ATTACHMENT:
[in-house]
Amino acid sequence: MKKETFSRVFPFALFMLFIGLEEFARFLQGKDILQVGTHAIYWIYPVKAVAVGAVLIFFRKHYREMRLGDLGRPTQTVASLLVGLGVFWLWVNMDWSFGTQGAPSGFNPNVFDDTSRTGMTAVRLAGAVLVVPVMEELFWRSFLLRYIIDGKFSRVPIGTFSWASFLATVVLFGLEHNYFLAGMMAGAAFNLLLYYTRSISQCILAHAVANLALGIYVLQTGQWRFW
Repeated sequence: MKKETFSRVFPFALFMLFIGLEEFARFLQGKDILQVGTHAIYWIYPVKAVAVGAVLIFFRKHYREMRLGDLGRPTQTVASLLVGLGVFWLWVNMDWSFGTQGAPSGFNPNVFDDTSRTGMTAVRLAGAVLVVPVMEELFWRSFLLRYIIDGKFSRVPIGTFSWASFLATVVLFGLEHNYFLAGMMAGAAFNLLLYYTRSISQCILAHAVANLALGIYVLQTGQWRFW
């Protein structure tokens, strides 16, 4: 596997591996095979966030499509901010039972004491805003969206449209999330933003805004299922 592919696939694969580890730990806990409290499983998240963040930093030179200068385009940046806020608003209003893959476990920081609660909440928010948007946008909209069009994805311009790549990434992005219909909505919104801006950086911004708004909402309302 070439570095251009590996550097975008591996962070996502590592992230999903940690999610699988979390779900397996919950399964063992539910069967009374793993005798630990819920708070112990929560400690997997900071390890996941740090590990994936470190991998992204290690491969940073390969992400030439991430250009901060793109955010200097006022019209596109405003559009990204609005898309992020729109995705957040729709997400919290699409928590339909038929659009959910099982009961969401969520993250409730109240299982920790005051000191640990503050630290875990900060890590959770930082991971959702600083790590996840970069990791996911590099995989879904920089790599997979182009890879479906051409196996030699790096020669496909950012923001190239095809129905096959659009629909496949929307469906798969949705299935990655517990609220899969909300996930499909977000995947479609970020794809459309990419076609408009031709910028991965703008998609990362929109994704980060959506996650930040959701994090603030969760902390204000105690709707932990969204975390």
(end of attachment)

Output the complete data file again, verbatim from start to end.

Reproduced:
[in-house]
Amino acid sequence: MKKETFSRVFPFALFMLFIGLEEFARFLQGKDILQVGTHAIYWIYPVKAVAVGAVLIFFRKHYREMRLGDLGRPTQTVASLLVGLGVFWLWVNMDWSFGTQGAPSGFNPNVFDDTSRTGMTAVRLAGAVLVVPVMEELFWRSFLLRYIIDGKFSRVPIGTFSWASFLATVVLFGLEHNYFLAGMMAGAAFNLLLYYTRSISQCILAHAVANLALGIYVLQTGQWRFW
Repeated sequence: MKKETFSRVFPFALFMLFIGLEEFARFLQGKDILQVGTHAIYWIYPVKAVAVGAVLIFFRKHYREMRLGDLGRPTQTVASLLVGLGVFWLWVNMDWSFGTQGAPSGFNPNVFDDTSRTGMTAVRLAGAVLVVPVMEELFWRSFLLRYIIDGKFSRVPIGTFSWASFLATVVLFGLEHNYFLAGMMAGAAFNLLLYYTRSISQCILAHAVANLALGIYVLQTGQWRFW
């Protein structure tokens, strides 16, 4: 596997591996095979966030499509901010039972004491805003969206449209999330933003805004299922 592919696939694969580890730990806990409290499983998240963040930093030179200068385009940046806020608003209003893959476990920081609660909440928010948007946008909209069009994805311009790549990434992005219909909505919104801006950086911004708004909402309302 070439570095251009590996550097975008591996962070996502590592992230999903940690999610699988979390779900397996919950399964063992539910069967009374793993005798630990819920708070112990929560400690997997900071390890996941740090590990994936470190991998992204290690491969940073390969992400030439991430250009901060793109955010200097006022019209596109405003559009990204609005898309992020729109995705957040729709997400919290699409928590339909038929659009959910099982009961969401969520993250409730109240299982920790005051000191640990503050630290875990900060890590959770930082991971959702600083790590996840970069990791996911590099995989879904920089790599997979182009890879479906051409196996030699790096020669496909950012923001190239095809129905096959659009629909496949929307469906798969949705299935990655517990609220899969909300996930499909977000995947479609970020794809459309990419076609408009031709910028991965703008998609990362929109994704980060959506996650930040959701994090603030969760902390204000105690709707932990969204975390």